GTI9100GBootloaderFreedom » History » Revision 38

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Denis 'GNUtoo' Carikli, 03/27/2020 01:32 AM


Documentation TODO

  • check the device's OMAP4 the sram size limit in the TRM.
  • check the load address / memory mapping of MLO in case of USB boot or boot from eMMC in the TRM.
  • Check mmc1 booting constraint (card size, look if < 4GiB works) in the TRM
  • Read the TRM sections about SYS_BOOT and booting
  • Check if we can find new strings in leviathan's blog or proofs that he really flashed MLO

Findings, TODO and status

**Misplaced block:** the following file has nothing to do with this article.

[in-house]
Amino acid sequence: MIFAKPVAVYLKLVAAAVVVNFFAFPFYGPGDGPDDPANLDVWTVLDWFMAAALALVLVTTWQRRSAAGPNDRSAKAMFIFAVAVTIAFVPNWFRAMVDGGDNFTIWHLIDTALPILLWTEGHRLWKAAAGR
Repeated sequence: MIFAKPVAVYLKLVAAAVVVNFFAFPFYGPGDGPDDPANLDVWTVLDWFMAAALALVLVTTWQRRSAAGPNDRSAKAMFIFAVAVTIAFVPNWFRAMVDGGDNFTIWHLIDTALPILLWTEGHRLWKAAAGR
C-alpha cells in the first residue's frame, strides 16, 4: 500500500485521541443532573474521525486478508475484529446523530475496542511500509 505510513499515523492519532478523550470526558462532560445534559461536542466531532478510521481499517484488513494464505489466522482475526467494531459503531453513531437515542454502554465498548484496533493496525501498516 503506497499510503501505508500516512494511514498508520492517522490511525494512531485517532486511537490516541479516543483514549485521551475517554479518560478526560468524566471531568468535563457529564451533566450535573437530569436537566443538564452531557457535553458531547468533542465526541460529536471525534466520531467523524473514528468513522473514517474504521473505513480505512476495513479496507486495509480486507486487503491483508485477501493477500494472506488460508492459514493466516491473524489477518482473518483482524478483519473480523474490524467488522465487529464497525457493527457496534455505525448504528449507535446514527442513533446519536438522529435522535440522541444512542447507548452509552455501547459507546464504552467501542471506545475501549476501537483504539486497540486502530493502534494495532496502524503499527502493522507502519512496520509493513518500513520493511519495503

See OMAPBootrom for more information on the OMAP restricted boot.

  • I've extracted the MLO but I'm unsure of its size and when I sent it through USB to the bootrom it failed. It might be because of the sram size limit but anyway as I don't know how to parse signatures yet (I need to look at the wiki for breaking motorolla restricted boot) I'm unsure of the exact binary size to send. Once I can parse that stuff, I will know the exact size of the signed area and so of the binary.
  • I've not managed to get any difference by booting from mmc1
  • I've not dumped yet the usual register for booting configuration like SYS_BOOT
Last news 27/03/2919:
hpagseddy and GNUtoo tried several tests on their respective devices, and the device always ended up going to the battery charging screen:
  • Building xloader and loaing it with omap-usb-boot through USB
  • Same with the addition of a for(;;) loop in the code to see if it hangs (it's supposed to if the code runs)